Two men who struggled to shore after a passenger ferry capsized in Philippines during Typhoon Fengshen said Sunday hundreds of people may have died when they were trapped inside.
The storm left at least 155 dead, submerging entire communities and setting off landslides, said Sen. Richard Gordon, head of the national Red Cross, but there were concerns the death toll would jump dramatically.
The 72 people listed as missing did not include the more than 740 passengers and crew aboard the MV Princess of Stars, and worried relatives wept as they waited for news. Gordon said he has asked U.S. authorities for help in finding anyone who might still be alive inside the ferry and was told “they are going to try very, very hard.”
A rescue ship battling huge waves and strong winds reached the ferry Sunday, one end jutting out of the water upside-down, more than 24 hours after it lost radio contact.
There was no sign of survivors, and only four people who were on board were known to have reached shore alive. “They haven't seen anyone. They're scouring the area. They're studying the direction of the waves to determine where survivors may have drifted,” coast guard spokesman Lt. Senior Grade Arman Balilo said.
Villagers found six bodies, including a man and a woman who had bound themselves together, along with children's slippers and life jackets that washed ashore nearby.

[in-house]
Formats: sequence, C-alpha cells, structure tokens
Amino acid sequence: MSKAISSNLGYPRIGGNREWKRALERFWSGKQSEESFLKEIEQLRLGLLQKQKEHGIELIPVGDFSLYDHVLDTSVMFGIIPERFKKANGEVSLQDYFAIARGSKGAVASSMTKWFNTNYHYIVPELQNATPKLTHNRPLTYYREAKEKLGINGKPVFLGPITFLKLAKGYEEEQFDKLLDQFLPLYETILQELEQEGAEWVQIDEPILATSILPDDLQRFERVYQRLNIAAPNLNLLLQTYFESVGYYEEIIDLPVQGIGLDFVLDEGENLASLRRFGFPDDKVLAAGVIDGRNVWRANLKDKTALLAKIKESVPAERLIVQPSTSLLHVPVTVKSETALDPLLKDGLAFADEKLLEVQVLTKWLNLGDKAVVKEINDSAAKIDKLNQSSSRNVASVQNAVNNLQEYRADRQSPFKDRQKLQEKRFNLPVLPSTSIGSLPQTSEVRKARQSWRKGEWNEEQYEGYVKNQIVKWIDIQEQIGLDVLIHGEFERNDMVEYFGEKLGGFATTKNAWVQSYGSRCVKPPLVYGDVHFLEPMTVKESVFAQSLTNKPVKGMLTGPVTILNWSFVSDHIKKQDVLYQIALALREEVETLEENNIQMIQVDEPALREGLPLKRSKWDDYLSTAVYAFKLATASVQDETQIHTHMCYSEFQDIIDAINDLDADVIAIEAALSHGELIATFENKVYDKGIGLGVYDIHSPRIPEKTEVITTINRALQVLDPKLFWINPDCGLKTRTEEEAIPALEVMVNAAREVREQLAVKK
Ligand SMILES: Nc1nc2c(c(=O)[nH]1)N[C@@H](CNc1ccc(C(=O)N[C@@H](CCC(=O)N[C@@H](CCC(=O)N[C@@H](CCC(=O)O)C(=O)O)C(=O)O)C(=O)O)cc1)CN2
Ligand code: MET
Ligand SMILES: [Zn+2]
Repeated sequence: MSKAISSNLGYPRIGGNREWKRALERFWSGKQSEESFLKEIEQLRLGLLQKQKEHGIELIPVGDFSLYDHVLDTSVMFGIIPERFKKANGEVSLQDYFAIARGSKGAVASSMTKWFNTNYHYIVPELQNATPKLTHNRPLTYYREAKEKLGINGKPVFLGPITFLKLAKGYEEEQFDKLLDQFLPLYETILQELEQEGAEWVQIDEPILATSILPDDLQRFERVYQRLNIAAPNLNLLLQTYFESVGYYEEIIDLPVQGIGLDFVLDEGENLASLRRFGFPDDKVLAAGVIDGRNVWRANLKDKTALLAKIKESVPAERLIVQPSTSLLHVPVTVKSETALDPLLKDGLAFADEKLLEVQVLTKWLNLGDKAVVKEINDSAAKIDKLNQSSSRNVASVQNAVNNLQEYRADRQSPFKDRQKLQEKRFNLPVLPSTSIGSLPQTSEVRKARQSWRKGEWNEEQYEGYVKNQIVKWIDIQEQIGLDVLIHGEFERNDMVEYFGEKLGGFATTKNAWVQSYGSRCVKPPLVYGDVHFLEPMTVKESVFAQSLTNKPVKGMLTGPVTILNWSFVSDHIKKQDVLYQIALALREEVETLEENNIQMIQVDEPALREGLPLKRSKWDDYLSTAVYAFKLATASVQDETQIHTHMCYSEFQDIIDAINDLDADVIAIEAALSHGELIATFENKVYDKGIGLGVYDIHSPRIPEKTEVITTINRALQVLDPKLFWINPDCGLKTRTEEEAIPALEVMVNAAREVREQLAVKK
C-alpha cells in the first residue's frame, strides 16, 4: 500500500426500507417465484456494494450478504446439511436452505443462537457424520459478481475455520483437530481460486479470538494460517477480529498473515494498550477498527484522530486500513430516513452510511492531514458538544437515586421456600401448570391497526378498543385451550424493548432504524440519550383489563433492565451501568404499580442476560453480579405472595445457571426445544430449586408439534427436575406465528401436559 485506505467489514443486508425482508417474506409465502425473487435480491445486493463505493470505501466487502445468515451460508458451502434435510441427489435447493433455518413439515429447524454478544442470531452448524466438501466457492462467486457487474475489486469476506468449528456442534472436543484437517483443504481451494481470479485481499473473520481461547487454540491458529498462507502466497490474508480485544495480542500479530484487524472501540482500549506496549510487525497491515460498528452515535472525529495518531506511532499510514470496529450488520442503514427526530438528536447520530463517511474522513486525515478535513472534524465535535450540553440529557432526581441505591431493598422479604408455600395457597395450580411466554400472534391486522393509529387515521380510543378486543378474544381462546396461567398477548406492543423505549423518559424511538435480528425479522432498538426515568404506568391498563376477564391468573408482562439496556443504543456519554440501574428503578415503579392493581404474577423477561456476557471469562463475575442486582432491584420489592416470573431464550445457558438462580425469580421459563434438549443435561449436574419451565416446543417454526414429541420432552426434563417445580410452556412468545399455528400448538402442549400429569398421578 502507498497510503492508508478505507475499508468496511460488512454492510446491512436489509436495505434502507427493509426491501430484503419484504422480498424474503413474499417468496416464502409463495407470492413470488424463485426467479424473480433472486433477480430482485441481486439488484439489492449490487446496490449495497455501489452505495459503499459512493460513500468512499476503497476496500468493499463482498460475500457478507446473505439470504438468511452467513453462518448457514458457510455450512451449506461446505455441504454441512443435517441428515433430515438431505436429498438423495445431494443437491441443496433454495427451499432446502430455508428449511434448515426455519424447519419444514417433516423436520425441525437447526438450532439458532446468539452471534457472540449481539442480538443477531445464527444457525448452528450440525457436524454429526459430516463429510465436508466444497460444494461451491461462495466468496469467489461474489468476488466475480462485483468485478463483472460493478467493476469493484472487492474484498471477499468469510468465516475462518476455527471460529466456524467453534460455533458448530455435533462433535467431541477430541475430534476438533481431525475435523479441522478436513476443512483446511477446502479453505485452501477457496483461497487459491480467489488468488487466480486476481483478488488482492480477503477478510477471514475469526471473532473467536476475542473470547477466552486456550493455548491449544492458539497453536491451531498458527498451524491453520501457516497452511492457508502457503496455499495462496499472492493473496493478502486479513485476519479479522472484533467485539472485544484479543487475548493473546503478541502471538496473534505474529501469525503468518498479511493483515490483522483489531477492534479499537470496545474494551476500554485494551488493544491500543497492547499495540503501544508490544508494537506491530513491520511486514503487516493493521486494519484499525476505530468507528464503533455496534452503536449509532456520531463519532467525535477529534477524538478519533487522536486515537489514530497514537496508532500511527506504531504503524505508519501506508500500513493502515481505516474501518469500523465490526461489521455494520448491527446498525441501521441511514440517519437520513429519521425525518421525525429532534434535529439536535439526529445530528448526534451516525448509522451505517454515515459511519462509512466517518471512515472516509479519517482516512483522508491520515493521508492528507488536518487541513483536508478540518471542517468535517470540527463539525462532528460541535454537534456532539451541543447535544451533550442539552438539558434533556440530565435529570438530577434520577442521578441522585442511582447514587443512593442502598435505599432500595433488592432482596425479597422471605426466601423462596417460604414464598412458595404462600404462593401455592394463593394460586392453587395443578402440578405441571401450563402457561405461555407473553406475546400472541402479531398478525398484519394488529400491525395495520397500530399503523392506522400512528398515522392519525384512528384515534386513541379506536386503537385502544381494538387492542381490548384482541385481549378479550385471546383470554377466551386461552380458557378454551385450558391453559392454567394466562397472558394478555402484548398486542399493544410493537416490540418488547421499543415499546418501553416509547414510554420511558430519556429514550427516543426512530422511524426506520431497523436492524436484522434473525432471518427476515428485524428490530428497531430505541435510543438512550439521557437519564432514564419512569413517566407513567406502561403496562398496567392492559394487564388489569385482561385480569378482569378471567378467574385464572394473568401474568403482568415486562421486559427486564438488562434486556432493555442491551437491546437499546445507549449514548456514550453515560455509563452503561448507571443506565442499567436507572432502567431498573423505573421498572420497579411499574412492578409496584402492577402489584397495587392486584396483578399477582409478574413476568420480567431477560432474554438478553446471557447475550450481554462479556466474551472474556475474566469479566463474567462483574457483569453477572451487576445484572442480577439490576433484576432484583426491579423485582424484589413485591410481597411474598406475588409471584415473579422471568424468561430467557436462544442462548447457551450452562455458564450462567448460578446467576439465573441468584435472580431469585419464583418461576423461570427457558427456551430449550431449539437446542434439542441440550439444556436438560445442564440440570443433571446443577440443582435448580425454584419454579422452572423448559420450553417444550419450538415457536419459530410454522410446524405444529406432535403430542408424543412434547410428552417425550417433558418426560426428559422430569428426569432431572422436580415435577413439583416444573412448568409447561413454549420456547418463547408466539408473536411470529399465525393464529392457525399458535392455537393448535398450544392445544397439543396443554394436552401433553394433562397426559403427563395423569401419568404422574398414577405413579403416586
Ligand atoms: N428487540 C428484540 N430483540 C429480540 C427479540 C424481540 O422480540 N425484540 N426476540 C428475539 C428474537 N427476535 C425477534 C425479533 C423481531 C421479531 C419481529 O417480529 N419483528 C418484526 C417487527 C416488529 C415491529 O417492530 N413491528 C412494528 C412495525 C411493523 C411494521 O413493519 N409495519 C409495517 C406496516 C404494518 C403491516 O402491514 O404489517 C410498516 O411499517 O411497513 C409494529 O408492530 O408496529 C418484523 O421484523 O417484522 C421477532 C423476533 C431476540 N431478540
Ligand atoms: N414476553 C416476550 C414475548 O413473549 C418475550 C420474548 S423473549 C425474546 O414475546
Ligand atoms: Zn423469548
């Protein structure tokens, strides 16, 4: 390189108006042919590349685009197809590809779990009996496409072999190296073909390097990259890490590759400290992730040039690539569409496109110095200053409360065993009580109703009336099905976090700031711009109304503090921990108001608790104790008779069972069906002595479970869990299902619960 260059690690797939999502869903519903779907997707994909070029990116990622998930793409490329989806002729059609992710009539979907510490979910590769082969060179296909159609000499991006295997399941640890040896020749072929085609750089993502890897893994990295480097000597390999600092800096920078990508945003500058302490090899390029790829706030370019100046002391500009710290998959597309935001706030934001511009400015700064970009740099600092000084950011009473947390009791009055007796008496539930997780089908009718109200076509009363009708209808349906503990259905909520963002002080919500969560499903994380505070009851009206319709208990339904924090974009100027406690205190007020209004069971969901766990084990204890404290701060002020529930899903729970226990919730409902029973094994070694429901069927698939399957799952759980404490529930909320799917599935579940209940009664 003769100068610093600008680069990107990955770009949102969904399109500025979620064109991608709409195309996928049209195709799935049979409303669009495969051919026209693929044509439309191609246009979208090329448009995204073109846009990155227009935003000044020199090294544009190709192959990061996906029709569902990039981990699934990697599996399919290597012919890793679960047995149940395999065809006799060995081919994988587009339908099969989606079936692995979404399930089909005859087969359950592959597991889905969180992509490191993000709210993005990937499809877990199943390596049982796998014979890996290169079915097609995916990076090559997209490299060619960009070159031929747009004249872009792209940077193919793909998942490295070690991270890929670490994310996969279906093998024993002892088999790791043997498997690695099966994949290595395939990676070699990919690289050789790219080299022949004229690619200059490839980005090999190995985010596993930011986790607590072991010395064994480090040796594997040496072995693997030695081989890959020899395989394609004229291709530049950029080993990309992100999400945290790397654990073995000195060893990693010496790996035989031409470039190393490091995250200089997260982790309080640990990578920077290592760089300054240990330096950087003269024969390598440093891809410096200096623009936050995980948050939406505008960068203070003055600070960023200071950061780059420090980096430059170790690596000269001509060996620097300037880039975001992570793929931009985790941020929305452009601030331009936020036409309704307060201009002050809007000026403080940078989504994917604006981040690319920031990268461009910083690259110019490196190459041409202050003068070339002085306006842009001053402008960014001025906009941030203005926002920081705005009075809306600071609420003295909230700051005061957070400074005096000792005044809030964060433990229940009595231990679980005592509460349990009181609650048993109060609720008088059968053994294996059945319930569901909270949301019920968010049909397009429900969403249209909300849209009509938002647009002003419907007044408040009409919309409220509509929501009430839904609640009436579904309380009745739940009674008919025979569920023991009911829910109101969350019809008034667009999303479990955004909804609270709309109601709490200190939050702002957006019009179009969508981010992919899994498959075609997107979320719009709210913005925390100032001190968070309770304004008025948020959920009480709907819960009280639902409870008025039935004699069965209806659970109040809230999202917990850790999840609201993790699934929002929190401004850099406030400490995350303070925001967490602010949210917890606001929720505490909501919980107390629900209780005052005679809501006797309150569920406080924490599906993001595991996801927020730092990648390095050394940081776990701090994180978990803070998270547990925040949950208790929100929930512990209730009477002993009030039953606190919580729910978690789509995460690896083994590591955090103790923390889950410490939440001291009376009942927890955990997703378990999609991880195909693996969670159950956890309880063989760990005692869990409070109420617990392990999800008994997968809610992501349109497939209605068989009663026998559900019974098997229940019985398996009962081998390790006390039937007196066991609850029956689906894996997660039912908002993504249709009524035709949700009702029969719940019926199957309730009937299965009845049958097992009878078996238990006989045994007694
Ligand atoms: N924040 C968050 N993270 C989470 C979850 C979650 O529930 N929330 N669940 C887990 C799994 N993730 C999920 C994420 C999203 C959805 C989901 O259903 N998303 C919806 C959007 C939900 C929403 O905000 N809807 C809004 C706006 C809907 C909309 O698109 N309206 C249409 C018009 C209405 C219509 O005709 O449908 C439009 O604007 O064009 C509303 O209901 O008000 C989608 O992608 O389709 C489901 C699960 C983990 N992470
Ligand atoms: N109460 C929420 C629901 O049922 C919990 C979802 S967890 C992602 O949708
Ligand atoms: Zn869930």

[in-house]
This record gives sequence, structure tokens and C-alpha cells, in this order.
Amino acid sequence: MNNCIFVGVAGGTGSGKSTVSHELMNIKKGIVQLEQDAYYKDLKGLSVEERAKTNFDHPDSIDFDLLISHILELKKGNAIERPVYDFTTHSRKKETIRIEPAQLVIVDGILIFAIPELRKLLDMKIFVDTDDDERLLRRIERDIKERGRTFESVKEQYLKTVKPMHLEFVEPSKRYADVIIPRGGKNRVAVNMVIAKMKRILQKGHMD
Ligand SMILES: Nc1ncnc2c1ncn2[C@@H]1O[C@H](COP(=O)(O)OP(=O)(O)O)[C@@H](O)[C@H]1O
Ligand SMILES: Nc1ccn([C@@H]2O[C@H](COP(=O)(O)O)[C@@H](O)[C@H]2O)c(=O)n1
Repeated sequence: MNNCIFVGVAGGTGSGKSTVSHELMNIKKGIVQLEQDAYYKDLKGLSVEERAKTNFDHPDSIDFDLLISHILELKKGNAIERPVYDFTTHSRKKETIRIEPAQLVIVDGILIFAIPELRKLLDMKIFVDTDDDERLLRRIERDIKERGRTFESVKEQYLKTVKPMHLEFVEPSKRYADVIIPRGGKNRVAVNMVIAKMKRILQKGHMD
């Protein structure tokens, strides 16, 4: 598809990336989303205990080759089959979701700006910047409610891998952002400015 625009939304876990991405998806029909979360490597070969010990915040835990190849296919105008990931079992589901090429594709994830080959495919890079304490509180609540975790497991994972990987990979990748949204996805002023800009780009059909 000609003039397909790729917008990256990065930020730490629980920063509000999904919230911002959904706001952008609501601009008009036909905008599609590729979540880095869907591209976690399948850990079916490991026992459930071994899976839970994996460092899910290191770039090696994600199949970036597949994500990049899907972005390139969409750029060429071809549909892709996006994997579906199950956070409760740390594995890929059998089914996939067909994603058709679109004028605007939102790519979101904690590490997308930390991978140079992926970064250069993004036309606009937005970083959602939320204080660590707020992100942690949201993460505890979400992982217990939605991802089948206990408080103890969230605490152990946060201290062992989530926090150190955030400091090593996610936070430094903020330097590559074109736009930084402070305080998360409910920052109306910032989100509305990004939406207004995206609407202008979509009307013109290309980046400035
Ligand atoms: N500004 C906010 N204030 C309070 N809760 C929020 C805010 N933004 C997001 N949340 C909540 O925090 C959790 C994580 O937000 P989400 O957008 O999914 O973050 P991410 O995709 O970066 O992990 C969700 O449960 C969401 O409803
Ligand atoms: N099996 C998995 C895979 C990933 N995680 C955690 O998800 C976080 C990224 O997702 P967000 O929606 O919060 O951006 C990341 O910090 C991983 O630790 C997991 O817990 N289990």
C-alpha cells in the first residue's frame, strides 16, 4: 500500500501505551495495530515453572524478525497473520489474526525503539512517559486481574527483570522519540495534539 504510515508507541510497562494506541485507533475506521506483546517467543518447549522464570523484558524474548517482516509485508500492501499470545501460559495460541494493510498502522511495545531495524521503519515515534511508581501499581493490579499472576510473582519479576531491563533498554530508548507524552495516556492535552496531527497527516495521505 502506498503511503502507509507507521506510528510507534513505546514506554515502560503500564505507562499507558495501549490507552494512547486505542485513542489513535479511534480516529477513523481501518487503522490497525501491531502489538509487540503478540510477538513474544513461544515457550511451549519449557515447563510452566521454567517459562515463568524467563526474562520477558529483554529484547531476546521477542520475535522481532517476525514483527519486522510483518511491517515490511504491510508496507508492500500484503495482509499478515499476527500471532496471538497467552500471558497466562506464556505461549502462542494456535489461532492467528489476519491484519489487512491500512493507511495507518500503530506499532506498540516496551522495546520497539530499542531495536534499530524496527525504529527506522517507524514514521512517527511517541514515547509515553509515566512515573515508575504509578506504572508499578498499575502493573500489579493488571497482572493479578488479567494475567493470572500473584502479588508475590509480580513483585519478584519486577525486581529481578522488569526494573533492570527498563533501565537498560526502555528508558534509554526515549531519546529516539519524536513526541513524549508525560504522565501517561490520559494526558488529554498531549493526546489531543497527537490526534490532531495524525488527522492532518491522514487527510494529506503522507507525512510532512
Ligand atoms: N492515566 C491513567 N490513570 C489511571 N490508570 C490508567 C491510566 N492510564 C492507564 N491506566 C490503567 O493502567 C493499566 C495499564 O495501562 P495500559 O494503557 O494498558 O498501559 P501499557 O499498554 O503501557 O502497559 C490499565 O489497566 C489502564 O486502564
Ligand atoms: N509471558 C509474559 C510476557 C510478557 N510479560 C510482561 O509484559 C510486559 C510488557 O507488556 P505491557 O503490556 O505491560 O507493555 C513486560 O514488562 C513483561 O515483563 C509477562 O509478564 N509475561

Officials were checking reports that a large number of survivors might have reached one nearby island and that a lift raft was spotted off another, coast guard spokesman Cmdr. Antonio Cuasito said.
Reynato Lanoria, a janitor on the ship, estimated about 100 people could have survived, “but the others were trapped inside.”
“I think they are all dead by now,” he told DZMM radio after making it to shore by jumping in the water and reaching a life raft. Lanoria said he was on the top deck when a crew member ordered people to put on life vests around 11:30 am on Saturday. About 30 minutes later, the ship tilted as elderly people and children fell on the rain-slickened deck.
The ferry initially ran aground a few miles (kilometers) off central Sibuyan island Saturday, then capsized, said Mayor Nanette Tansingco of Sibuyan's San Fernando.